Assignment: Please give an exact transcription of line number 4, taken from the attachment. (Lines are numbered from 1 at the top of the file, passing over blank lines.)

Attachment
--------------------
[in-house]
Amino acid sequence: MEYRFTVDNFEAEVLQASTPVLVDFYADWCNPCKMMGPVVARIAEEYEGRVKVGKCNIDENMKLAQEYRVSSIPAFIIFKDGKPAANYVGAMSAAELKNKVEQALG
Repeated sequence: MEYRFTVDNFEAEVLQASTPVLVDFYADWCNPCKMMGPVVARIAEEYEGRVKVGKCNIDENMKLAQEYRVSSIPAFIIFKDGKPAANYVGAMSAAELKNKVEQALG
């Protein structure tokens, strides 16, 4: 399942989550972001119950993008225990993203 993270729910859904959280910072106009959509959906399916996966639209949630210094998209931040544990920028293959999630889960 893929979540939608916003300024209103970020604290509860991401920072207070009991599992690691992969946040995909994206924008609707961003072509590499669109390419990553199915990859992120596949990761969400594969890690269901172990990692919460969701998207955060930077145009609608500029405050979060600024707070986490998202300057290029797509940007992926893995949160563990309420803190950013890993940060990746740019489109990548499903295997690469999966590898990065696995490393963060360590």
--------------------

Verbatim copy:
């Protein structure tokens, strides 16, 4: 399942989550972001119950993008225990993203 993270729910859904959280910072106009959509959906399916996966639209949630210094998209931040544990920028293959999630889960 893929979540939608916003300024209103970020604290509860991401920072207070009991599992690691992969946040995909994206924008609707961003072509590499669109390419990553199915990859992120596949990761969400594969890690269901172990990692919460969701998207955060930077145009609608500029405050979060600024707070986490998202300057290029797509940007992926893995949160563990309420803190950013890993940060990746740019489109990548499903295997690469999966590898990065696995490393963060360590």